Mark Jenner profile, Undercover Research Group
 Claimants in civil cases receive MPS apology, Metropolitan Police, 20 November 2015
 Undercover London police present at NI murder protest, RTE, 7 February 2017 http://www.rte.ie/news/2017/0207/850802-undercover-northern-ireland/
 Minister orders report on British police spy, The Times, 19 October 2016
The full text of Sarah Hampton’s letter to the Taoiseach:
12th February 2017
Dear Taoiseach Enda Kenny,
Dear Minister for Foreign Affairs and Trade, Charles Flanagan TD
Dear Tánaiste and Minister for Justice and Equality, Deputy Frances Fitzgerald TD
My name is Sarah Hampton, you may have first heard my name when I was quoted on the Parliament floor by TD Paul Murphy on 8 February 2017. In 2005 I was on holiday on Ireland when I met Mark Kennedy. I subsequently went onto have a one year relationship with the man I then knew as ‘Mark Stone’ without any idea of his true identity. In 2010 I found out that he was a British undercover police officer working in Ireland as a member National Public Order Intelligence Unit.
Finding out that Mark was an undercover police officer brought about a deep depression that seemed impossible to navigate, there were times I have almost given up completely. The process of seeking justice on this case has felt at times belittling, intimidating and downright scary. I felt I had been raped, I never consented to sleeping with a police officer.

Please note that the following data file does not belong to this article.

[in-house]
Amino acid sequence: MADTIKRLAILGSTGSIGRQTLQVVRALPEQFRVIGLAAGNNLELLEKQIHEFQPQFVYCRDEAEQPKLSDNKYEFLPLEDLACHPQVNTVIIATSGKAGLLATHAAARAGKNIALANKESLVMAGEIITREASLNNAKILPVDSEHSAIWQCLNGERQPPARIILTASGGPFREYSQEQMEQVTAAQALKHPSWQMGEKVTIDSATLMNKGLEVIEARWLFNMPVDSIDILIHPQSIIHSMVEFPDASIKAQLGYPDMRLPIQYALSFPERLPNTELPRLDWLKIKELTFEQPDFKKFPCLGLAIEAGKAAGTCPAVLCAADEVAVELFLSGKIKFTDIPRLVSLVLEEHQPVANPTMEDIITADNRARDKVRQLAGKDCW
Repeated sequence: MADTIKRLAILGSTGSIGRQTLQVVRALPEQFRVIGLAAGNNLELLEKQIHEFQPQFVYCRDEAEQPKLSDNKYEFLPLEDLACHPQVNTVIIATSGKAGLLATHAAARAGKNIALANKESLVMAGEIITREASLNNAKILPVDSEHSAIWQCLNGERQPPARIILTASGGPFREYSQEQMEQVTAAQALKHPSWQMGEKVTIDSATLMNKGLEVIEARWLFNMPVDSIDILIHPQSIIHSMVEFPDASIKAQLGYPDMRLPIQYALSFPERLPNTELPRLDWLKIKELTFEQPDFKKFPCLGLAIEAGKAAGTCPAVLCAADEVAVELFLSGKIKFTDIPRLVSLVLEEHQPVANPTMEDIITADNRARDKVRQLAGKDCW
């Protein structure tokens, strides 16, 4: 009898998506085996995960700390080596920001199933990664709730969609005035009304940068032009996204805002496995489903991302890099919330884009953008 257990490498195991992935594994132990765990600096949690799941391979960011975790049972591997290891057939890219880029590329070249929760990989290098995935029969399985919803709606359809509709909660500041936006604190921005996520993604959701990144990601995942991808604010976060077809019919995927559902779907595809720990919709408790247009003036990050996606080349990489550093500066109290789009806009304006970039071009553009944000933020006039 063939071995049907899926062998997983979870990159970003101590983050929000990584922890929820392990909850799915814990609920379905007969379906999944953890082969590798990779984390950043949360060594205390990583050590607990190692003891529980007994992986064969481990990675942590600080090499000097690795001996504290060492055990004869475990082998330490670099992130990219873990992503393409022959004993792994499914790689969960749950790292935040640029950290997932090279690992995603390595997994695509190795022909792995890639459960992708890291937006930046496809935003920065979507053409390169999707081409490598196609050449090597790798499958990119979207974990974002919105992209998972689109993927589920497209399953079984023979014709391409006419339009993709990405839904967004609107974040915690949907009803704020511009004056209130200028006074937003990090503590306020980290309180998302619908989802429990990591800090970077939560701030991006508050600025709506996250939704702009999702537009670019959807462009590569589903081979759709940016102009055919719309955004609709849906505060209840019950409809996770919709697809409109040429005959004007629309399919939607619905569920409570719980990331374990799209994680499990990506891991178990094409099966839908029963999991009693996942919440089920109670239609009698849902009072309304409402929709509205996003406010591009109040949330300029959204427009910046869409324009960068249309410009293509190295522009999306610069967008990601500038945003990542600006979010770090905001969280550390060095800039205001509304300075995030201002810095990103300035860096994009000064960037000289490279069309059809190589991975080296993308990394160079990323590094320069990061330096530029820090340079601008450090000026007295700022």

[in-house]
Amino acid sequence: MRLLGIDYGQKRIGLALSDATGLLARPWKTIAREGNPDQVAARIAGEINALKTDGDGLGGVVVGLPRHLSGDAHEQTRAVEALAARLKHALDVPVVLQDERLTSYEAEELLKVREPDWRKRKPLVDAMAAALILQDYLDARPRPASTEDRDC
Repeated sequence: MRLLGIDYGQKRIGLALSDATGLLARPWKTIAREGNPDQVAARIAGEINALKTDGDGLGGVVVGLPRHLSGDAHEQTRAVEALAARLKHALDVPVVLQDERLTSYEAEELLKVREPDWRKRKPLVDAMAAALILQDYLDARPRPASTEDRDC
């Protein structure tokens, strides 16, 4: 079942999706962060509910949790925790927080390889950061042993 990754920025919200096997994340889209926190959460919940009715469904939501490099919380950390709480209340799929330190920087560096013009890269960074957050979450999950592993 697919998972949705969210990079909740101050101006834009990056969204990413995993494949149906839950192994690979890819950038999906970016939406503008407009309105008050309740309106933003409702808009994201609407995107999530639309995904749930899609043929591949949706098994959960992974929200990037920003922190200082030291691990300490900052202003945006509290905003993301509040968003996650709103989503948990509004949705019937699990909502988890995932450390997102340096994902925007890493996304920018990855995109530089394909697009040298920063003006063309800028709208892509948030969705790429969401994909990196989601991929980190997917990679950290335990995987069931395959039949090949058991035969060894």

On the 3rd February 2017 I received a written full apology from the Metropolitan Police
Service (MPS).Assistant Commissioner Fi ona Taylor wrote me to acknowledged the pain and stress I have endured as the result of the deceitful relationship. The MPS Assistant Commissioner stated,
“The relationship between you and Mark Kennedy was abusive, deceitful, manipulative and wrong.” “The relationship should never have happened”. “I recognise that what happened in your case was an abuse of police power that resulted in a violation of your human rights, a breach of your privacy and trust, and the source of significant trauma to you”.
I note the Parliamentary Answer that TD Clare Daly received from the Tánaiste, 8th February 2017, stating “should anything emerge from the findings of the UK’s Undercover Policing Inquiry (UCPI) that would be relevant to policing in this jurisdiction I will consider it fully and take any action that may be required.”